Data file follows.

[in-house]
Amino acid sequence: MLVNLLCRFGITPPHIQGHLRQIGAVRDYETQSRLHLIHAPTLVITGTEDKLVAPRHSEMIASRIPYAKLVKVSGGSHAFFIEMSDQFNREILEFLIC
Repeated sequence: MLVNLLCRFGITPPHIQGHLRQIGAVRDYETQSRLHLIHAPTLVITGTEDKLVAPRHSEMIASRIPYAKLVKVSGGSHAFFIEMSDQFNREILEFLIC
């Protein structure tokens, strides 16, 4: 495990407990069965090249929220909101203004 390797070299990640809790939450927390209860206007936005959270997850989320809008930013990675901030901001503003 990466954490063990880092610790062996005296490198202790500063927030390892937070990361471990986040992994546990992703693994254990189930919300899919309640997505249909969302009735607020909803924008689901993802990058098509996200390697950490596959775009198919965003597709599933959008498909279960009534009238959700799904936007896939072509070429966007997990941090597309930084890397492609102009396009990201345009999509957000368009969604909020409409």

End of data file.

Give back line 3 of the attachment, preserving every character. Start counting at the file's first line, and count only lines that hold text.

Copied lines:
Repeated sequence: MLVNLLCRFGITPPHIQGHLRQIGAVRDYETQSRLHLIHAPTLVITGTEDKLVAPRHSEMIASRIPYAKLVKVSGGSHAFFIEMSDQFNREILEFLIC